I, too, am a huge fan of Domino’s. I personally believe that it is in a different category of food than pizza, it’s more a ‘pizza-food’, much as nachos at a ballgame are topped with ‘cheese product’. The Pizza Tracker was indeed brilliant and ahead of its time.
Kristina, you failed to mention my favorite tech integration by Domino’s – my Alexa! Just like you can tweet or text Domino’s to get your favorite pizza ordered, I can tell my Amazon Echo to do the same with a simple voice command.
I’d be interested to see what Domino’s breakdown of in-store sales are compared to delivery – I would think delivery is much larger than in-store. As such, I agree with Kristina’s evaluation of the firm into a tech company. Should Domino’s completely abandon their brick-and-mortar locations? That would undoubtedly save on costs, but would the firm still be able to operate without these stores serving as marketing and promotion hubs.
(Also @RitaSkeeter, I’m watching HP right now)
Awesome topic, Jess. I grew up in a household where we only went to services on special holidays. My synagogue has been slowly losing membership as the ‘old guard’ has been passing away and they struggle to sign up new families with young children as they move into town. They have tried many different methods to attract these younger families, such as the playing of instruments during Friday night services (gasp!). Sermons during the High Holidays constantly remind us to put our phones down and log off social media – clearly the rabbi is trying to connect with the younger members of our community.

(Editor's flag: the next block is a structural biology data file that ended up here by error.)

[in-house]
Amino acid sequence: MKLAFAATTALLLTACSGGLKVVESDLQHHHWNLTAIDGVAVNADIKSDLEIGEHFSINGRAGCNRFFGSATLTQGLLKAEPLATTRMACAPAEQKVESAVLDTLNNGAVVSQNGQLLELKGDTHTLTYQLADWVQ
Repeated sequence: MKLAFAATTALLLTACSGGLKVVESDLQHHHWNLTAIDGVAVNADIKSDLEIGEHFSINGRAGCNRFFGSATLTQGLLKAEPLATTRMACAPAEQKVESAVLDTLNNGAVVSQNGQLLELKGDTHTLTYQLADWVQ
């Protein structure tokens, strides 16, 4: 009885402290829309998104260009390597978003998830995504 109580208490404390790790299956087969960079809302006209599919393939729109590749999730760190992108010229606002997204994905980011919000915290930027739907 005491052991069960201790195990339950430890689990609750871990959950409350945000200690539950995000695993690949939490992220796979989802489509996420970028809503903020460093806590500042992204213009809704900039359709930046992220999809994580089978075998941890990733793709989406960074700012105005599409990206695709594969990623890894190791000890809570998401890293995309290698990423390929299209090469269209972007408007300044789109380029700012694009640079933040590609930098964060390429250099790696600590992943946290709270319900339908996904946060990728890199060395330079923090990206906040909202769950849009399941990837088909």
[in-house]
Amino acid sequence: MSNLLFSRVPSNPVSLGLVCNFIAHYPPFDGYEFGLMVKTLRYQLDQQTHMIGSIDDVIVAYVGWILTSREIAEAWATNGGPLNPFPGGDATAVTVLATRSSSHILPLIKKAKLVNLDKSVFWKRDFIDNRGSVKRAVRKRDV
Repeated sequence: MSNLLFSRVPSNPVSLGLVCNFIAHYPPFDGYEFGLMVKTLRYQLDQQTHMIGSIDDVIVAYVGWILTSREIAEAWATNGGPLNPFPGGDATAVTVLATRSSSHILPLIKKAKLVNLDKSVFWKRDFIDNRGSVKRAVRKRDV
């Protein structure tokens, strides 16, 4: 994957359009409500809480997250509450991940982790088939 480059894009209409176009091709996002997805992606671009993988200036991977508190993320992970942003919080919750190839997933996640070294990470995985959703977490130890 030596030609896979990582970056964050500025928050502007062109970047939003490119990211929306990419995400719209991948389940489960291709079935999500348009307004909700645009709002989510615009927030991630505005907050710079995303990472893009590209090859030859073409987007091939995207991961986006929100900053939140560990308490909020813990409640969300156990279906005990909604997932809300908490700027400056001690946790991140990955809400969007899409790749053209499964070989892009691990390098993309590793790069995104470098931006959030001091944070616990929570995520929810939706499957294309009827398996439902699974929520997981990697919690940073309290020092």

Though my synagogue has not yet entered the digital space (and it may be too far gone to do so at this point), it is clear that there are many advantages to doing so. Collecting money is an easy benefit to realize, but I especially like the use of technology to continue education. Though it seems like our generation is too busy and overcommitted, it always amazes me that we always find ways to consume more content and spend more time doing so. I think an interesting discussion could be had over streaming services, where I see people’s opinions varying greatly on whether or not it is appropriate.